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Dena’ina Language Curriculum

Wanda Reams is currently working for the Kenaitze Indian Tribe developing language curriculum and materials under their ANA Grant. Wanda’s curriculum and language materials are available in the Dena’ina Qenaga Digital Archive (Dena’ina Language Lessons, Ch’aduch’ Q’u Qiz’un?, Shdesnaqa’ Bacha’ina, Ggagga Dghili Jenghiyu).

Excerpts from the lessons are shown below. Each lesson includes an objective, materials needed, vocabulary, references, the lesson plan and corresponding activities. The excerpts have been modified from the original, although the content remains intact.

If you are interested in making your Dena’ina Language Materials available on this website, please email .

Adult Lessons

The Adult Lessons are a set of introductory lessons inncluding lessons on the sound system with sound chart, greetings, introductions, chi words, body parts, weather, family and numbers. Below is an excerpt of a lesson on introductions:

###Lesson 1-C- Dena’ina Introduction

Objective: TLW (The learner will) hear Dena’ina and demonstrate understanding by repeating the given sounds (words). Materials needed: Display of introduction on poster board, large posters of father/mother/grandfather/grandmother with Dena’ina word below. Computer with internet capabilities, Kenai-Dena’ina Sound System and Vocabulary by Dr. Boraas, Kenai Key Words by Dr. Kari.

Age: adult

  1. In the Dena’ina way it is proper to introduce oneself before conversation. This lesson contains the necessary elements for a formal Dena’ina introduction. The introductions let the elders know who you are in relation to your parents and the community.
  2. Teacher introduces themself in Dena’ina.
  3. 3. Have each individual listen, record and repeat their introduction. (Teacher may need to record the introduction for the learner.)
  4. Others listen and practice quietly.
  5. We will begin all remaining classes with our formal introductions
  6. Have students break up into pairs and listen to each other introduce themselves.
  7. Gather students together again.
  8. Teach Dena’ina song for the day.
  9. Q’u shi cha. ( "That’s all.''?)

Note: At the start of each remaining class have each student introduce themselves in Dena’ina.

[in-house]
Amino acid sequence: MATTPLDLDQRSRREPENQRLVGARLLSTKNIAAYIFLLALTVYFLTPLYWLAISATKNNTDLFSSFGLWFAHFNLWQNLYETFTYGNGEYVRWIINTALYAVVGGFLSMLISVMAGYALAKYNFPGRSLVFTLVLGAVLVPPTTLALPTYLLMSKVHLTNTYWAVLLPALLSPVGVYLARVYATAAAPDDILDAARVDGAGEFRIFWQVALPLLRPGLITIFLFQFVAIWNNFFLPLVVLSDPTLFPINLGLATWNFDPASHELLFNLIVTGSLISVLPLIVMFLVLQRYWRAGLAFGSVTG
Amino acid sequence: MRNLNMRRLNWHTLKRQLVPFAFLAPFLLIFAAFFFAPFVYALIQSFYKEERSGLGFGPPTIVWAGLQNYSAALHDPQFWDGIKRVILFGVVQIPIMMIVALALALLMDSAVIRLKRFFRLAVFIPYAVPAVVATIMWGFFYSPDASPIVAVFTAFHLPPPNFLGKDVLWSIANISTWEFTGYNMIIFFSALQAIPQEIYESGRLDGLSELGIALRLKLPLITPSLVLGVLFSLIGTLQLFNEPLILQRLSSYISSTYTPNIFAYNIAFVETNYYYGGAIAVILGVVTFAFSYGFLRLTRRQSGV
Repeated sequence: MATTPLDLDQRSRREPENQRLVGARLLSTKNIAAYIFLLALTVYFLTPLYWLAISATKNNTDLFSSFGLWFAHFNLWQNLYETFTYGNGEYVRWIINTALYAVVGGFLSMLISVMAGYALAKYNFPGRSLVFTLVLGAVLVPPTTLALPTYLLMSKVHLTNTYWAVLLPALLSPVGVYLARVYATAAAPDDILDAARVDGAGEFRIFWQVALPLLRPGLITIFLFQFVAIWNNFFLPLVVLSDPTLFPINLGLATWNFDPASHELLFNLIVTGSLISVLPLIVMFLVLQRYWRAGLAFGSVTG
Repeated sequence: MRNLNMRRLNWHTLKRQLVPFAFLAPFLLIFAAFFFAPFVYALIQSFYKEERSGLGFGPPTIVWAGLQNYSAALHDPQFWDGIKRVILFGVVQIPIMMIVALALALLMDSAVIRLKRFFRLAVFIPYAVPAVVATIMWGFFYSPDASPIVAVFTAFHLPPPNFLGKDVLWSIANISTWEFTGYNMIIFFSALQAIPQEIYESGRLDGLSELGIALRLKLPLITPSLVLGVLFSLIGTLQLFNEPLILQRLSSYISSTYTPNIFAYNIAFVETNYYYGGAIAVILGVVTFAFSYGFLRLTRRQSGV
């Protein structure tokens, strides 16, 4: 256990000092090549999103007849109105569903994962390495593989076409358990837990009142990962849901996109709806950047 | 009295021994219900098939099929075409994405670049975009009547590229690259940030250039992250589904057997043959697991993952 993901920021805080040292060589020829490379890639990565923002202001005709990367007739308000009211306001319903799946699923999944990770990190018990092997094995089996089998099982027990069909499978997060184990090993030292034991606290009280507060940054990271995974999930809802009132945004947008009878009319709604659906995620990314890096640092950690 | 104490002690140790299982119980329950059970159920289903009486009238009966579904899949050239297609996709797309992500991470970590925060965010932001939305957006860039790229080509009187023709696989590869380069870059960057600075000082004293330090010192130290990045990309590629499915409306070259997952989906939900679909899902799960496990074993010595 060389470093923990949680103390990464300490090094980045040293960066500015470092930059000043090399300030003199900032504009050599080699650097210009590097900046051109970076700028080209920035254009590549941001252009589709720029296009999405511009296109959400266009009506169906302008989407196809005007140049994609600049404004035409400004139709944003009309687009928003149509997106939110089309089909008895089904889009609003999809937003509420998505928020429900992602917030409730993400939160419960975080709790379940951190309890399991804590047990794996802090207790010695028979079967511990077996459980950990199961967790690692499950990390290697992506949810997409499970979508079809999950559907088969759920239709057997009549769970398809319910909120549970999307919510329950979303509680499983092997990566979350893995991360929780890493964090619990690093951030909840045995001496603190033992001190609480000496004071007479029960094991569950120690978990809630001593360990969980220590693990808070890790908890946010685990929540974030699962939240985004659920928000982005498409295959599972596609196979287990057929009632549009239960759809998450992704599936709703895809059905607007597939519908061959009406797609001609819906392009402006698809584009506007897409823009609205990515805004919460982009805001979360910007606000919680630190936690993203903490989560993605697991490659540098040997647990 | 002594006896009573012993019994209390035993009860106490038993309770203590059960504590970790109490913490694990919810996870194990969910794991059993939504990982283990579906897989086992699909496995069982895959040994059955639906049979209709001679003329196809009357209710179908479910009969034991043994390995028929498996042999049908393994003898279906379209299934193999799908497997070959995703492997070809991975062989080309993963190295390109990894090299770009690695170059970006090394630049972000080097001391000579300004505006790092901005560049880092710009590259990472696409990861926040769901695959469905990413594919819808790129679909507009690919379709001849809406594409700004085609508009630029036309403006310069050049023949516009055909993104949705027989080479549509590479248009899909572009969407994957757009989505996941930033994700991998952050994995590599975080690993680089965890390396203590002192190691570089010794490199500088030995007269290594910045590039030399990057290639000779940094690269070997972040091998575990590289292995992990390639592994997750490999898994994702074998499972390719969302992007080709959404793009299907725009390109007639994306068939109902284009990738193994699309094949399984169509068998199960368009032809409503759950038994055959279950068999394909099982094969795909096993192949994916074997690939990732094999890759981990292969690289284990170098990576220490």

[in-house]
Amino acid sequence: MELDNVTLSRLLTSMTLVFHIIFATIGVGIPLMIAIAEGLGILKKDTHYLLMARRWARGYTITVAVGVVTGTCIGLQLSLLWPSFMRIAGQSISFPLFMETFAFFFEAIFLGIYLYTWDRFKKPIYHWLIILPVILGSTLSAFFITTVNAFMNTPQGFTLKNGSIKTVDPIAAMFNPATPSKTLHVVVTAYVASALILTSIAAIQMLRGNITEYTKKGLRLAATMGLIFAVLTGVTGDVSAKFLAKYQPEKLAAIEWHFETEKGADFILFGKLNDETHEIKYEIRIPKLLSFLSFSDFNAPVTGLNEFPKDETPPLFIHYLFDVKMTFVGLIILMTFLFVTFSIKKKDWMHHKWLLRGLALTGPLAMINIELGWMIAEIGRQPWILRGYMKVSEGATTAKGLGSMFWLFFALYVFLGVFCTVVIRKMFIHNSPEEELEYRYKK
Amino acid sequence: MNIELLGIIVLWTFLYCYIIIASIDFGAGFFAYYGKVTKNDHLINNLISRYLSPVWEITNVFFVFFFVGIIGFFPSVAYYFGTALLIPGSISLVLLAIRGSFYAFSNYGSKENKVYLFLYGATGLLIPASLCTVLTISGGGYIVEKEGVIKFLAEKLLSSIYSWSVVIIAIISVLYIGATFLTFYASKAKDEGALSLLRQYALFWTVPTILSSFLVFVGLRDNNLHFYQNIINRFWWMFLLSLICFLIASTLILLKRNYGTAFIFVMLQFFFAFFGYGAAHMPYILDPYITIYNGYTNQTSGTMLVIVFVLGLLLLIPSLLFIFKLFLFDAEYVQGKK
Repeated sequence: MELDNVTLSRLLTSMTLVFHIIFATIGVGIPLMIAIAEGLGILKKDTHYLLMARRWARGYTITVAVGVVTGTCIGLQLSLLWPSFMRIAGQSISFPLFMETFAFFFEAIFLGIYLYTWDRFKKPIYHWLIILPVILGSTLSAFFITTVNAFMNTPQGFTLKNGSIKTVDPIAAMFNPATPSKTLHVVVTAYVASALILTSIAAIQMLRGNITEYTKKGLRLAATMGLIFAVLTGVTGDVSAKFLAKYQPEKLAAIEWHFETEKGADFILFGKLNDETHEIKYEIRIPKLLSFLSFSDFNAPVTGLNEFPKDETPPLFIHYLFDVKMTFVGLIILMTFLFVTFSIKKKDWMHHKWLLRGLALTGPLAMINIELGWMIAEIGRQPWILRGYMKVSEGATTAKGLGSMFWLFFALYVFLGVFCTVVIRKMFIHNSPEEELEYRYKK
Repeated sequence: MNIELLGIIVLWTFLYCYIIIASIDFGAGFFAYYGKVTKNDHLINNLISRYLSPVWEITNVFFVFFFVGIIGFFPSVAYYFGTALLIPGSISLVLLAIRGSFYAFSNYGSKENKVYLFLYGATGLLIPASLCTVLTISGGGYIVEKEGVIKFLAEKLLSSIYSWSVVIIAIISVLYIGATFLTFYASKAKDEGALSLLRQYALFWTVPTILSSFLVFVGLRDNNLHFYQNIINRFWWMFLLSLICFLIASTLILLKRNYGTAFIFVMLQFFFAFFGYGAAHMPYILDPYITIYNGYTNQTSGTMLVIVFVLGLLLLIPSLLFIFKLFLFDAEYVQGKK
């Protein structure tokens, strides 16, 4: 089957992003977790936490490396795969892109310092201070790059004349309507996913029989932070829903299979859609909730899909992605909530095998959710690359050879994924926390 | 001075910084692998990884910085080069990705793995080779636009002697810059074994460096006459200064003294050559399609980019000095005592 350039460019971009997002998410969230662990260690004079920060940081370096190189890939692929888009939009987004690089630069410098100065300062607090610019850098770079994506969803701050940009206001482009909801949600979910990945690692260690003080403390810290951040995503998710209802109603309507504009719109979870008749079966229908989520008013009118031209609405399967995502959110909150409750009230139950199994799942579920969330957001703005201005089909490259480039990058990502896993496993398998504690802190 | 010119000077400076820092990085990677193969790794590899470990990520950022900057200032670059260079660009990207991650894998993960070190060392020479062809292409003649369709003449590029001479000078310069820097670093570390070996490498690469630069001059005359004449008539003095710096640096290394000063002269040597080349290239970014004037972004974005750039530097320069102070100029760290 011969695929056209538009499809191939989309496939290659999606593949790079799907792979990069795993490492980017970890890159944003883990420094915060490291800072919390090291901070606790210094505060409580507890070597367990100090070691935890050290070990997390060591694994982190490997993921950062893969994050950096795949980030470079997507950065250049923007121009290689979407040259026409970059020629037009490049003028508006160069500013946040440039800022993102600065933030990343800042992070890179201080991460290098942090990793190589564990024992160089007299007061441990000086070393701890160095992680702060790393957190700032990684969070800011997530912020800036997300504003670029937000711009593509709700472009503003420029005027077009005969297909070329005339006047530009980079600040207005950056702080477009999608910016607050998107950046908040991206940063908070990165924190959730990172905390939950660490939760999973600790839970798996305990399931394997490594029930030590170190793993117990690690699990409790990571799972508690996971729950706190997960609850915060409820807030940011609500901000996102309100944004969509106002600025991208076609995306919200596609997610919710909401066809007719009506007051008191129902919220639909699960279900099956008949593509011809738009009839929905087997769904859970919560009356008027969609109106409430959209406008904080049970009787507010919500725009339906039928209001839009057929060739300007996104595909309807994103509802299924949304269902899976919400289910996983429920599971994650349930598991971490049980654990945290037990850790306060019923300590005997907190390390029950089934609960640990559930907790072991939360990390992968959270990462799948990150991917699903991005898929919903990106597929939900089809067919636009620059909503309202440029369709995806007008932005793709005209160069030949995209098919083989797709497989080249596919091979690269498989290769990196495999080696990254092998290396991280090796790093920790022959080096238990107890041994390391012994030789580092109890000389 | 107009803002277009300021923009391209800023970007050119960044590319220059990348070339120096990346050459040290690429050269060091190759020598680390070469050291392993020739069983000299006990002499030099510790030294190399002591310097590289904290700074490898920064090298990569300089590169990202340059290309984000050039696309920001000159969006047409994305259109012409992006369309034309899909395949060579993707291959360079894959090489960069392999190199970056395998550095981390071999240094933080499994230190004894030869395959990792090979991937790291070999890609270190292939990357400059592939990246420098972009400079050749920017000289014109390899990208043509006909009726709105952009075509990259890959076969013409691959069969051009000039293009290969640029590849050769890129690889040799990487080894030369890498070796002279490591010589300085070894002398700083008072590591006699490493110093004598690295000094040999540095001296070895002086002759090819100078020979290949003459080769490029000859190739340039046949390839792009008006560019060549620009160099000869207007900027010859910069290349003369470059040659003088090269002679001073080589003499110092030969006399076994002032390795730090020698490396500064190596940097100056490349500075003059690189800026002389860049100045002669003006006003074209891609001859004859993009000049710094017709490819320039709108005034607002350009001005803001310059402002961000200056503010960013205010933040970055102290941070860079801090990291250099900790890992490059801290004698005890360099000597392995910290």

Dena’ina English References
Shi shi da I am part of a group PH2003
(your name) (your name)
Shi’izhi That is what I am called. OM 1.2; PH2003
Dena’ina ełan shi da I am Dena’ina Indian. OM 1.3; PH2003
Kahtnuht’ana ełan shida I am Kenaitze. PH2003; JK-t p.62
Kahtnu shu gu shqayeh I am from the Kenai River Village. OM 1.19/JK-t p.158; PH2003

Modified from Dena’ina Language Institute Oral Lessons by Pauline Hobson, 2003 funded under a Dept of Education Grant #5356A040011 through Alaska Native Heritage Center (ANHC)

Children's Lessons

The children's lessons incorporate more activities and games into the lessons. While basic vocabulary such as greetings and numbers are taught, a large number of the lessons use traditional stories as a basis for the lessons. Below is an excerpt from a lesson using Beluga Story

Qunshi Uquch’el’ani Lesson
Objective: TLW (The learner will) gain understanding of Dena’ina sounds, words, story and culture by listening to a Dena’ina story told by Peter Kalifornsky. TLW demonstrate understanding of the story by retelling and acting out the story. Materials needed: recording of Peter Kalifornsky telling the “Beluga Story’’? from A Dena’ina Legacy: K’TL’EGH’I SUKDU. Dena’ina coloring book of Beluga story, Blank copy of story for children to illustrate. Age: children (2nd - 5th grade)

  1. Ask children to sit nearby (Igushla nitsut.)
  2. Introduce speaker and story. "I am going to share with you a story (Sukdu) from a very important Dena’ina man. Peter Kalifornsky, one of my uncle’s, shared this story, and many other stories, so our language would be preserved. This is a book that holds many Dena’ina words and stories. On the cover is a picture of Peter Kalifornsky.''?
  3. Play tape.
  4. Ask children to act out the story with you.
  5. Choose characters: hunter,whale, the people (repeat story with different characters)
  6. Hand each child a book without illustrations. They will illustrate over the course of several days (one page/day) Each day they will listen to the story as they illustrate. After the first day you could ask them to repeat the phrases they hear, pausing tape to allow them to repeat the phrases. By the time they are done illustrating the book they will be able to correctly pronounce the Dena’ina phrases and read their book on their own.
  7. Conference with each child to see illustrations and listen to their book. Assist them as needed. Evaluate if they have mastered Dena’ina pronunciation of the book.
Dena’ina English
Un Come
Gganilchit Stand up
Nitsut Sit down
Igushla Nearby
Q’u shi cha We’re done (breaktime)
Gadashdinex geshnax gu. Listen to me talk.